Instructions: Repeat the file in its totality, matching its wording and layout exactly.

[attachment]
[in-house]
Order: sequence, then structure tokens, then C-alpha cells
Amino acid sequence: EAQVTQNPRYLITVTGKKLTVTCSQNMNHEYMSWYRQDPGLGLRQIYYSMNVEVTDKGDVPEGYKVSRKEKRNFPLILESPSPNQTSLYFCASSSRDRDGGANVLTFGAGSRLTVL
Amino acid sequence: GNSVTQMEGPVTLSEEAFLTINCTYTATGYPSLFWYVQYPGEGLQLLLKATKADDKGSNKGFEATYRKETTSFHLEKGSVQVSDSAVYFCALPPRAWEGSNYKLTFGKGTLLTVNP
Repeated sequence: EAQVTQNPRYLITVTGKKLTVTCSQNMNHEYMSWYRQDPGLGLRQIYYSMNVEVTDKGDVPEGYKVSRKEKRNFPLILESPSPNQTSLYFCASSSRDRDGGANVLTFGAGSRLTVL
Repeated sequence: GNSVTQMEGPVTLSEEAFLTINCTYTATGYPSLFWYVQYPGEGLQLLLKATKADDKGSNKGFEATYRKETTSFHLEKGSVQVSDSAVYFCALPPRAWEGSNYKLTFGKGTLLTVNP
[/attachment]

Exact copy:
[in-house]
Order: sequence, then structure tokens, then C-alpha cells
Amino acid sequence: EAQVTQNPRYLITVTGKKLTVTCSQNMNHEYMSWYRQDPGLGLRQIYYSMNVEVTDKGDVPEGYKVSRKEKRNFPLILESPSPNQTSLYFCASSSRDRDGGANVLTFGAGSRLTVL
Amino acid sequence: GNSVTQMEGPVTLSEEAFLTINCTYTATGYPSLFWYVQYPGEGLQLLLKATKADDKGSNKGFEATYRKETTSFHLEKGSVQVSDSAVYFCALPPRAWEGSNYKLTFGKGTLLTVNP
Repeated sequence: EAQVTQNPRYLITVTGKKLTVTCSQNMNHEYMSWYRQDPGLGLRQIYYSMNVEVTDKGDVPEGYKVSRKEKRNFPLILESPSPNQTSLYFCASSSRDRDGGANVLTFGAGSRLTVL
Repeated sequence: GNSVTQMEGPVTLSEEAFLTINCTYTATGYPSLFWYVQYPGEGLQLLLKATKADDKGSNKGFEATYRKETTSFHLEKGSVQVSDSAVYFCALPPRAWEGSNYKLTFGKGTLLTVNP